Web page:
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Konstantin Simun (6 April 1934 – 4 September 2019)[1] was a Russian sculptor living and working in Boston, United States. He was born in Saint Petersburg, Russia in 1934. He is most well known for his large-scale monuments, including "Broken Ring", a monument to the "Road of Life" on Lake Ladoga, near Saint Petersburg, and "Totem America," exhibited for a decade at DeCordova Museum and Sculpture Park. He was a recipient of awards from the International Dyagilev Prize "For Devotion to Art", the Ludwig Vogelstein Foundation, and the Pollack-Krasner Foundation.

Konstantin Simun
Born
Konstantin Michailovich Simun

(1934-04-06)6 April 1934
Died4 September 2019(2019-09-04) (aged 85)
NationalityRussian
EducationRepin Institute, St. Petersburg, Russia
Known forSculpture, drawing, painting
AwardsLenin Peace Prize 1962

BiographyEdit

Konstantin Simun was born in Leningrad, USSR, in 1934. He studied sculpture at the secondary school of arts at the I.Repin Art Institute (Leningrad), then at the Tallinn Art Institute (Estonia), and from 1953 to 1957 at the I. Repin institute of Painting, Sculpture and Architecture.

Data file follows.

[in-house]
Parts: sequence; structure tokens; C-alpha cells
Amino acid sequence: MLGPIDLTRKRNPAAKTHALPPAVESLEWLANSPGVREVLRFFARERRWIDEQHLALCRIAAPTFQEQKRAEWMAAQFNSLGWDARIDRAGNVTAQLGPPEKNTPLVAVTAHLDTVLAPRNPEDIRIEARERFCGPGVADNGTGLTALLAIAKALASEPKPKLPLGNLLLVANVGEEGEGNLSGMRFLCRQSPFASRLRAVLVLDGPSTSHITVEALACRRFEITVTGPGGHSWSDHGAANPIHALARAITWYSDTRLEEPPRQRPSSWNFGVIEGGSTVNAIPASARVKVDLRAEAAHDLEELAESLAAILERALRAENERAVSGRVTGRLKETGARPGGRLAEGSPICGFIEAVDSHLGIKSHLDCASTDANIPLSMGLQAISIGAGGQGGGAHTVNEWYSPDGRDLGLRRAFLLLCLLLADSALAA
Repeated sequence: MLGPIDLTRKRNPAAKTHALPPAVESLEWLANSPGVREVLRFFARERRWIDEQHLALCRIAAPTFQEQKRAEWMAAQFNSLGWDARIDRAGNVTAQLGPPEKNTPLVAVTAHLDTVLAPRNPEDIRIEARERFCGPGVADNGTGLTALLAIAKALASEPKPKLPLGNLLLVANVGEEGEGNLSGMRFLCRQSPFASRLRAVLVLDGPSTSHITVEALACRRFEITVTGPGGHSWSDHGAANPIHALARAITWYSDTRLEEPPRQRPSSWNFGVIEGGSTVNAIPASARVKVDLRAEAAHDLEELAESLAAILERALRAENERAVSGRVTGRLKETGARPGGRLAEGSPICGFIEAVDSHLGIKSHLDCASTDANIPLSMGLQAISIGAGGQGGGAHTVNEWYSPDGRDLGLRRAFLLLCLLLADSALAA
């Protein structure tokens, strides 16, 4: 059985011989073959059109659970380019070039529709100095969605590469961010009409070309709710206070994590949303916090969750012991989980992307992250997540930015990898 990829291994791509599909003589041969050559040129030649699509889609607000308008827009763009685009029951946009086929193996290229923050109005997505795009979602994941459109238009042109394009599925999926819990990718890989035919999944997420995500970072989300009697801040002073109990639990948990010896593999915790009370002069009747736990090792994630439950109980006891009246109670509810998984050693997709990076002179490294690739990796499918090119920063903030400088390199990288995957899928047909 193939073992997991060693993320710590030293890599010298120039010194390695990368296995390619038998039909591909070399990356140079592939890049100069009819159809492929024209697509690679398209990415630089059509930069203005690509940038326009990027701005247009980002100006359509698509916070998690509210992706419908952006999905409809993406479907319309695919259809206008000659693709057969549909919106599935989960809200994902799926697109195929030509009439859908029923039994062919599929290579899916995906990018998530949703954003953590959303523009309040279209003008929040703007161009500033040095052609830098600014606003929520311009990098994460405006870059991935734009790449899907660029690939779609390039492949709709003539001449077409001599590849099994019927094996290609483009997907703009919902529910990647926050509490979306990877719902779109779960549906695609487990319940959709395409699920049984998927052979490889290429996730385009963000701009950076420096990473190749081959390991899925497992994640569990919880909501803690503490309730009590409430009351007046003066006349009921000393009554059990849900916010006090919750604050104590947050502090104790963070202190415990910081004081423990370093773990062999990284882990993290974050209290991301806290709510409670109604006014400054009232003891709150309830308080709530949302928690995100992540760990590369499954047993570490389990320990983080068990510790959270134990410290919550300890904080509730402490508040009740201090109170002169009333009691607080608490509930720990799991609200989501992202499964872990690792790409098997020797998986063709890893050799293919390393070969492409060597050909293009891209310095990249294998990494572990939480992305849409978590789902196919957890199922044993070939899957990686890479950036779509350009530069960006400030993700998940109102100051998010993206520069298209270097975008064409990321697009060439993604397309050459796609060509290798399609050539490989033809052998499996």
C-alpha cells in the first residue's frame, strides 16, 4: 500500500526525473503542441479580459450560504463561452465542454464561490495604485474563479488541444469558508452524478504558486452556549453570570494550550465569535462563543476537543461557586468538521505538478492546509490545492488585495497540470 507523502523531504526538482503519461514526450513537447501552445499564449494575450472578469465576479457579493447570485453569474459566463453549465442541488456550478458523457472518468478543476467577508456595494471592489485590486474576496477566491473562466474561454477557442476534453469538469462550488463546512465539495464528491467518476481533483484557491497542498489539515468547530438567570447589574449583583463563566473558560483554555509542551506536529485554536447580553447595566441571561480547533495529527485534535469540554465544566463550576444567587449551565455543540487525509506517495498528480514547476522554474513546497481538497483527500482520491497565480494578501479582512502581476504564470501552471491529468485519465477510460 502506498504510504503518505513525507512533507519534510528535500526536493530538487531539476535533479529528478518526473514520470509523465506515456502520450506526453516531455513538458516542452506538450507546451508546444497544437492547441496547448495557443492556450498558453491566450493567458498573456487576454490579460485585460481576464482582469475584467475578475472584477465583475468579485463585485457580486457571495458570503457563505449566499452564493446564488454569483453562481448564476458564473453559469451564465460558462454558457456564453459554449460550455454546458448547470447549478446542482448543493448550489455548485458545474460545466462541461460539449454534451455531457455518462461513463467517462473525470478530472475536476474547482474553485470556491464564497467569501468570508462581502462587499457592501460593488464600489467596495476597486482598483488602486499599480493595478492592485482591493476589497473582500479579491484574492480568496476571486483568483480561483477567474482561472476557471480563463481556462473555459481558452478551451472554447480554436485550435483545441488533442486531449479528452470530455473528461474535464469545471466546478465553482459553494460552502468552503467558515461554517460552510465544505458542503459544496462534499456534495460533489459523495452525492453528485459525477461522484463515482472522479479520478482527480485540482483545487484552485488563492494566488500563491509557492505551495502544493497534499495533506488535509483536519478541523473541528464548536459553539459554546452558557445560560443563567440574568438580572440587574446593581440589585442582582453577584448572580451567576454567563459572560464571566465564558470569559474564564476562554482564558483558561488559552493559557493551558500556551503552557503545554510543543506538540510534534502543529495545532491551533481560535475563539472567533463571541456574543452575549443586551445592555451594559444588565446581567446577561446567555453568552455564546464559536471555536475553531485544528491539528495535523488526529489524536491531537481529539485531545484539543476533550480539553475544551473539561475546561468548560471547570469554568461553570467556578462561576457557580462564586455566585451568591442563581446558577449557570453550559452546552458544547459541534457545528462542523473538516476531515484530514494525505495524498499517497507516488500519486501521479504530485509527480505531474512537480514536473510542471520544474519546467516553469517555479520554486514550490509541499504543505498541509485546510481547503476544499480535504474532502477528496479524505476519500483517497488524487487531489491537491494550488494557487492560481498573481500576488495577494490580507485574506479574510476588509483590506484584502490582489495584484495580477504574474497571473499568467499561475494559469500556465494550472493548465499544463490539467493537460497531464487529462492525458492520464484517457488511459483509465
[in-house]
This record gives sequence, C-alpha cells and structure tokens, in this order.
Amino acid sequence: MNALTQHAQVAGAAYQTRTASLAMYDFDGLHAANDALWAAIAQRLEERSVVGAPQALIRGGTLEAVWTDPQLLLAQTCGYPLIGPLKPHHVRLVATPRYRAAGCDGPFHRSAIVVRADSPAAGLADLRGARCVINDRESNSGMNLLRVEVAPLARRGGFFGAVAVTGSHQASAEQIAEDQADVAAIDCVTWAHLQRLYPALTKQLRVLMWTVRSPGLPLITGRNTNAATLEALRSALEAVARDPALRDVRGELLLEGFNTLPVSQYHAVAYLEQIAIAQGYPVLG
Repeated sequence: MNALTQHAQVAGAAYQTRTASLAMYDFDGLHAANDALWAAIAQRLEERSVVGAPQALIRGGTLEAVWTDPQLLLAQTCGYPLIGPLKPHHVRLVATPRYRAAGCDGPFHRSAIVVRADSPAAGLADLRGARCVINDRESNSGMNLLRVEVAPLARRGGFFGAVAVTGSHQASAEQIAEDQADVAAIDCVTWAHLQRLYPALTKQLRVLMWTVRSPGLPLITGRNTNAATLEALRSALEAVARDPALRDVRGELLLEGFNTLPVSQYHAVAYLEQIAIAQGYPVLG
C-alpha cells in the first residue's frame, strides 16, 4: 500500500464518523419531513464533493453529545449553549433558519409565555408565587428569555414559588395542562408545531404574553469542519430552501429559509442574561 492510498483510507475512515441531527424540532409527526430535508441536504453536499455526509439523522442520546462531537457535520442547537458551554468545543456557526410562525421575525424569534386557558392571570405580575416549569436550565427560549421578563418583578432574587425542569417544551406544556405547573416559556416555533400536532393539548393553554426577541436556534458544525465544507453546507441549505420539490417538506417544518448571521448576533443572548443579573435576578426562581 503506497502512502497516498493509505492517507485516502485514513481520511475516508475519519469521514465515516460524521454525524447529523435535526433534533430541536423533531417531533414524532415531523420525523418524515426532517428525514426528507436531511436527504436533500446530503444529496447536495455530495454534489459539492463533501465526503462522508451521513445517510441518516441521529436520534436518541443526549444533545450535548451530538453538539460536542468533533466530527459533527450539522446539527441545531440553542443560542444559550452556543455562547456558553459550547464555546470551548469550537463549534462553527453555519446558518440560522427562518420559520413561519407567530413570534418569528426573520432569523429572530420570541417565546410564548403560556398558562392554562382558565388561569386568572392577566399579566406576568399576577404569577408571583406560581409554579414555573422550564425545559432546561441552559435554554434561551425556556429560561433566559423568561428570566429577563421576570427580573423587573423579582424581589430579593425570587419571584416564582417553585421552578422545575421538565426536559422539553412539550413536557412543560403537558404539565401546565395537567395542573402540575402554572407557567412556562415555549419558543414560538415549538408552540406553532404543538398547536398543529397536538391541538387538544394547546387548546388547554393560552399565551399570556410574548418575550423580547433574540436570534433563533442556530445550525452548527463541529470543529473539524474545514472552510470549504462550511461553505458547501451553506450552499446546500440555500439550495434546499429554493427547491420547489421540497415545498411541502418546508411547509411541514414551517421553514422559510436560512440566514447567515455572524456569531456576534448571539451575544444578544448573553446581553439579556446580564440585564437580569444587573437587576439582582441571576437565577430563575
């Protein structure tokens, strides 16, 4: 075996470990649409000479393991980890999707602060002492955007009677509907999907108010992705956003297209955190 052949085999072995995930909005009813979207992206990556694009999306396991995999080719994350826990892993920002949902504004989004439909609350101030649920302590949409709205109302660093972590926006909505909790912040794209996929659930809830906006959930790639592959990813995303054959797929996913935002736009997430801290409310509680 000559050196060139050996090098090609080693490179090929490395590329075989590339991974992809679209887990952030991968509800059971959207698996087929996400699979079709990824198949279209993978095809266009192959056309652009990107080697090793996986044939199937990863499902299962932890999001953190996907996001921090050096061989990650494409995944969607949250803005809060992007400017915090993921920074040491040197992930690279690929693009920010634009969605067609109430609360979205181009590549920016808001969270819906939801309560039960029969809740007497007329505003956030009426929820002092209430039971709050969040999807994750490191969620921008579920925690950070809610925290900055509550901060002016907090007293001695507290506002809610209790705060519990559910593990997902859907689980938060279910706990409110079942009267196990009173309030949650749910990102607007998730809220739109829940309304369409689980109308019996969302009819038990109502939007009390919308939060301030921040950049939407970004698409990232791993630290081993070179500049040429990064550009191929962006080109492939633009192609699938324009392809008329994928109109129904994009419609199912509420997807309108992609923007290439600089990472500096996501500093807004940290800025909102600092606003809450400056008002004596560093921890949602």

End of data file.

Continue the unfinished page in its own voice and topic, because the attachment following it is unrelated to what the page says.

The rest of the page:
In 1958 he became a member of the Artists' Union of the USSR.

From 1988 until his death in 2019 he lived in the US.

Simun created numerous works which were widely exhibited throughout Russia and the United States. He was the creator of the 1966 monument "Broken Ring" on Lake Ladoga (near St. Petersburg, Russia), which brought him international recognition, and is acknowledged as one of the most significant memorials of World War II.

Simun's works are in the permanent collections of Russia's largest museums, such as the State Tretyakov Gallery in Moskow, the State Russian Museum in St. Petersburg, and the Perm Gallery in Perm, as well as in private collections.

His work "Totem: America" was exhibited at the DeCordova Museum and Sculpture Park in Lincoln, Massachusetts, from 1993 to 2002, and brought him great popularity in the US.

He was the creator of the memorial to puppeteer I. Fokin installed in Harvard Square, Cambridge, Massachusetts in 2001.

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